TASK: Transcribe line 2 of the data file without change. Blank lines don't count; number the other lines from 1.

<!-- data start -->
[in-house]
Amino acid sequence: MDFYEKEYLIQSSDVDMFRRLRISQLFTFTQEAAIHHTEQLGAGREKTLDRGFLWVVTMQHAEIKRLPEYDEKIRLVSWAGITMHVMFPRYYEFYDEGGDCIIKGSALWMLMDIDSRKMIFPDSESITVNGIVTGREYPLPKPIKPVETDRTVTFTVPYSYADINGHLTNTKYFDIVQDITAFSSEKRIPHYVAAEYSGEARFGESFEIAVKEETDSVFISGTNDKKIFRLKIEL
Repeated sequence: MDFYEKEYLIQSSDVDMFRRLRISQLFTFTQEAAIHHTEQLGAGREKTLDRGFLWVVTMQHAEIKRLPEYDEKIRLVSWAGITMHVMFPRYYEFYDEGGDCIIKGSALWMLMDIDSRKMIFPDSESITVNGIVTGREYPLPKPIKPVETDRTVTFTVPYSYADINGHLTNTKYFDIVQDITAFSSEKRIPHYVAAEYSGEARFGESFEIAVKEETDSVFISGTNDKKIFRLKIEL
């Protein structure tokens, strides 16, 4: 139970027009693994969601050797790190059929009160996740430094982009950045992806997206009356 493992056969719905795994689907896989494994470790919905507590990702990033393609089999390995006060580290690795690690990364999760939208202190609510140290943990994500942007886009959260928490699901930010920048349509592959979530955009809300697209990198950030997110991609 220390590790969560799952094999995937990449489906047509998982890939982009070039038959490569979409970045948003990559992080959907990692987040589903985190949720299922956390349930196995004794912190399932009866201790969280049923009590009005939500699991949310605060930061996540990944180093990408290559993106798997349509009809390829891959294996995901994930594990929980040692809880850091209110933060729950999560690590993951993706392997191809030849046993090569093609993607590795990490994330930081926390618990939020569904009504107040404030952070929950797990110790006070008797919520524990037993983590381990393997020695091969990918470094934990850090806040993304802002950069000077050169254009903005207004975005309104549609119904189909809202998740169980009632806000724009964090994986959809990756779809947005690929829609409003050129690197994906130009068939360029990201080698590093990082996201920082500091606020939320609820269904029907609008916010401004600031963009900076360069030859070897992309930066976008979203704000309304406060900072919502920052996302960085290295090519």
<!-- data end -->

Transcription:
Amino acid sequence: MDFYEKEYLIQSSDVDMFRRLRISQLFTFTQEAAIHHTEQLGAGREKTLDRGFLWVVTMQHAEIKRLPEYDEKIRLVSWAGITMHVMFPRYYEFYDEGGDCIIKGSALWMLMDIDSRKMIFPDSESITVNGIVTGREYPLPKPIKPVETDRTVTFTVPYSYADINGHLTNTKYFDIVQDITAFSSEKRIPHYVAAEYSGEARFGESFEIAVKEETDSVFISGTNDKKIFRLKIEL